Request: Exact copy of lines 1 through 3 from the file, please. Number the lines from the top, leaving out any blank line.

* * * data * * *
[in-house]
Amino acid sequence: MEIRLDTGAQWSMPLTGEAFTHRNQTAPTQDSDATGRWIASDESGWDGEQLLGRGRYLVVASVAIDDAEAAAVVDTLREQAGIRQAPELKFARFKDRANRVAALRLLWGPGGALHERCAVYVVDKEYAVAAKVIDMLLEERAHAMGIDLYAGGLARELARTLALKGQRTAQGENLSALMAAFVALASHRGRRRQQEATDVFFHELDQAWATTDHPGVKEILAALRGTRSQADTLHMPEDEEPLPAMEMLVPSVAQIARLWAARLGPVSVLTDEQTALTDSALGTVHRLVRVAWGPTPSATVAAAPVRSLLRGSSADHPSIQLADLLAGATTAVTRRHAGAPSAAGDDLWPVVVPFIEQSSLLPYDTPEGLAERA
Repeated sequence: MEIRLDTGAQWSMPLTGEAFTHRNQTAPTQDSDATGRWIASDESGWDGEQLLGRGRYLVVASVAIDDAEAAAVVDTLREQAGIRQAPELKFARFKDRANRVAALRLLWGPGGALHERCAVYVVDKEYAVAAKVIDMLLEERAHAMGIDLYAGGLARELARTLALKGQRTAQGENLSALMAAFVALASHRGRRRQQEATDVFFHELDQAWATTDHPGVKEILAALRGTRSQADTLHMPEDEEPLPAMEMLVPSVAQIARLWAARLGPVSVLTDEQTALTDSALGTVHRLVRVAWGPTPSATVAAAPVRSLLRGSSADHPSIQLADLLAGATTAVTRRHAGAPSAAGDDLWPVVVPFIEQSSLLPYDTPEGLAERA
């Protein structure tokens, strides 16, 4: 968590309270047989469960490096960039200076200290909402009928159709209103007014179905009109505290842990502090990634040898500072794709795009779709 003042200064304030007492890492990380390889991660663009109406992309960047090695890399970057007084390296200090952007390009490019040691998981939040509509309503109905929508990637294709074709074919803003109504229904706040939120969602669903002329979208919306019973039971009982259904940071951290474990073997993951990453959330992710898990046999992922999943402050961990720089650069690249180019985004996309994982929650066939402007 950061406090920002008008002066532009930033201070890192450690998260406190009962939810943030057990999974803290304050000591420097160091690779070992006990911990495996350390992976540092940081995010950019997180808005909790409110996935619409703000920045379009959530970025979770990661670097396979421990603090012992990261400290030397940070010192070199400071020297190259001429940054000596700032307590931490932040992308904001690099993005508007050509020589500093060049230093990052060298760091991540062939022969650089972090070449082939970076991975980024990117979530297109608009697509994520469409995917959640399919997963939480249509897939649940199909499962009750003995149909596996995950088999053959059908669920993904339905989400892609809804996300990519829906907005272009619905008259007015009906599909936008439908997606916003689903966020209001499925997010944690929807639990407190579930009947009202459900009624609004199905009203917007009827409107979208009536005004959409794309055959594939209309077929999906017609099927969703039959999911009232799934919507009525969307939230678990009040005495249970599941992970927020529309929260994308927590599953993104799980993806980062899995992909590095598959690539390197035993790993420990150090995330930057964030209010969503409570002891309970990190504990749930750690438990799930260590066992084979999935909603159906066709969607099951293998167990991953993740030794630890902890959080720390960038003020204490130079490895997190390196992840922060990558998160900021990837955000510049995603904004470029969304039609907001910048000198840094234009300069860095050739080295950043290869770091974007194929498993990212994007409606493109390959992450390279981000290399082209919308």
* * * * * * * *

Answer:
[in-house]
Amino acid sequence: MEIRLDTGAQWSMPLTGEAFTHRNQTAPTQDSDATGRWIASDESGWDGEQLLGRGRYLVVASVAIDDAEAAAVVDTLREQAGIRQAPELKFARFKDRANRVAALRLLWGPGGALHERCAVYVVDKEYAVAAKVIDMLLEERAHAMGIDLYAGGLARELARTLALKGQRTAQGENLSALMAAFVALASHRGRRRQQEATDVFFHELDQAWATTDHPGVKEILAALRGTRSQADTLHMPEDEEPLPAMEMLVPSVAQIARLWAARLGPVSVLTDEQTALTDSALGTVHRLVRVAWGPTPSATVAAAPVRSLLRGSSADHPSIQLADLLAGATTAVTRRHAGAPSAAGDDLWPVVVPFIEQSSLLPYDTPEGLAERA
Repeated sequence: MEIRLDTGAQWSMPLTGEAFTHRNQTAPTQDSDATGRWIASDESGWDGEQLLGRGRYLVVASVAIDDAEAAAVVDTLREQAGIRQAPELKFARFKDRANRVAALRLLWGPGGALHERCAVYVVDKEYAVAAKVIDMLLEERAHAMGIDLYAGGLARELARTLALKGQRTAQGENLSALMAAFVALASHRGRRRQQEATDVFFHELDQAWATTDHPGVKEILAALRGTRSQADTLHMPEDEEPLPAMEMLVPSVAQIARLWAARLGPVSVLTDEQTALTDSALGTVHRLVRVAWGPTPSATVAAAPVRSLLRGSSADHPSIQLADLLAGATTAVTRRHAGAPSAAGDDLWPVVVPFIEQSSLLPYDTPEGLAERA